However, the Twins liked what Darnell did last season enough to add him to the 40-man roster and that puts him in position to reach the majors at some point in 2014. Like most left-handers he's fared poorly versus right-handed hitters, potentially making the bullpen a long-term fit, but Darnell will probably get a chance to prove that he can stick as a back-of-the-rotation starter first. In the meantime he'll be in Rochester's rotation trying to build on a positive 2013.

37. Luke Bard | Reliever | DOB: 11/90 | Throws: Right | Draft: 2012-1

YEAR     LV      G     GS      ERA        IP       H     HR      SO     BB
2012     RK-     3      1     6.75       4.0       3      0       3      5
         RK+     4      0     0.00       3.0       2      0       4      2
2013     RK+     7      2     1.08       8.1       2      0       6      6

When the Twins drafted right-hander Luke Bard with the 42nd overall pick in 2012 they did so with the intention of seeing if he could convert from the bullpen to the rotation after starring as a college reliever at Georgia Tech. Instead they've had trouble simply getting him on the mound, period, as Bard has thrown a grand total of 19 innings in two pro seasons while missing time with elbow and shoulder injuries.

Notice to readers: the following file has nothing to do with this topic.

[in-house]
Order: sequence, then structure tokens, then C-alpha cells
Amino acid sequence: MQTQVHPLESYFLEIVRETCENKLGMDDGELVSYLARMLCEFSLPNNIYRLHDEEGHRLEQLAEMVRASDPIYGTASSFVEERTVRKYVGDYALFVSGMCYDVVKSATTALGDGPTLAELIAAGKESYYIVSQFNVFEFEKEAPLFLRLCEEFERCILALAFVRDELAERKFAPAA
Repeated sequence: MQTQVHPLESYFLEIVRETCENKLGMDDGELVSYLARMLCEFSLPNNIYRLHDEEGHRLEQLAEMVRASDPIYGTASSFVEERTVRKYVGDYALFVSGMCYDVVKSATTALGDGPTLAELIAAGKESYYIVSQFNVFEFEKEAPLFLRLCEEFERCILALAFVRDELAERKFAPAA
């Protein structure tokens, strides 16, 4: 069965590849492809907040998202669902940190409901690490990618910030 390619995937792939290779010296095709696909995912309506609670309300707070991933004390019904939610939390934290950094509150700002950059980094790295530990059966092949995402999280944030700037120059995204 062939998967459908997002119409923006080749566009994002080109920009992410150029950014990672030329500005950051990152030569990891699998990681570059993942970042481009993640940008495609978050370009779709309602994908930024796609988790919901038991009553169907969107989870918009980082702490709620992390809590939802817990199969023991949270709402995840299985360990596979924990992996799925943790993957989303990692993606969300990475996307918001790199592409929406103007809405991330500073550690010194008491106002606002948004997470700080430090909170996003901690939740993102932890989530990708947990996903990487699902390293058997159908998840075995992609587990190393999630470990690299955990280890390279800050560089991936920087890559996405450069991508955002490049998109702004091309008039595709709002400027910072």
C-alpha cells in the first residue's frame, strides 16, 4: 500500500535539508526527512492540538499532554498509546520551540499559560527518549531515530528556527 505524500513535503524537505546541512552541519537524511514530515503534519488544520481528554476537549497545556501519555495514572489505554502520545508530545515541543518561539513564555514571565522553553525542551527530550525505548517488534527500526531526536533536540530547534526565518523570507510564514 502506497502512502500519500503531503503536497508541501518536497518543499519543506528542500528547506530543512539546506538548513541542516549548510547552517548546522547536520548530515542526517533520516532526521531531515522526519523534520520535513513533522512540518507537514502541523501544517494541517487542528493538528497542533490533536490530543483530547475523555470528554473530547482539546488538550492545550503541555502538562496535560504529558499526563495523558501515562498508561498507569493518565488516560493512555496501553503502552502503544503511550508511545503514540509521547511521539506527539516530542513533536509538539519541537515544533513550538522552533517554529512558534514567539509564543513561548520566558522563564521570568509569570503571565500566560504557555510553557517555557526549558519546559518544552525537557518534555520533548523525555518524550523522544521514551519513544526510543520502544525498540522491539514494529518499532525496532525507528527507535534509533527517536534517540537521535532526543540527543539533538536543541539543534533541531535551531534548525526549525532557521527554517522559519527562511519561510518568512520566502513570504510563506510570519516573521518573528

His final college season was also cut short by an injury, so Bard has done very little actual pitching recently and any notion of him moving quickly through the Twins' farm system has disappeared. None of which means Daniel Bard's younger brother should fall completely off the prospect map after being selected with the compensatory first-round pick the Twins received when Jason Kubel walked as a free agent and signed for $1.25 million.

When healthy Bard topped out in the mid-90s with his fastball and received praise for his breaking ball, which suggests the Twins might be better off ditching any idea of him holding up physically with a starter's workload and unleashing him an inning at a time out of bullpen. Either way, Bard simply needs to stay healthy this season and log significant innings against professional hitters, because he's already 23 years old and has yet to advance beyond rookie-ball.

36. Brian Navarreto | Catcher | DOB: 12/94 | Bats: Right | Draft: 2013-6

YEAR     LV      PA      AVG      OBP      SLG     HR    XBH     BB     SO
2013     RK-    158     .226     .318     .365      3     10     15     35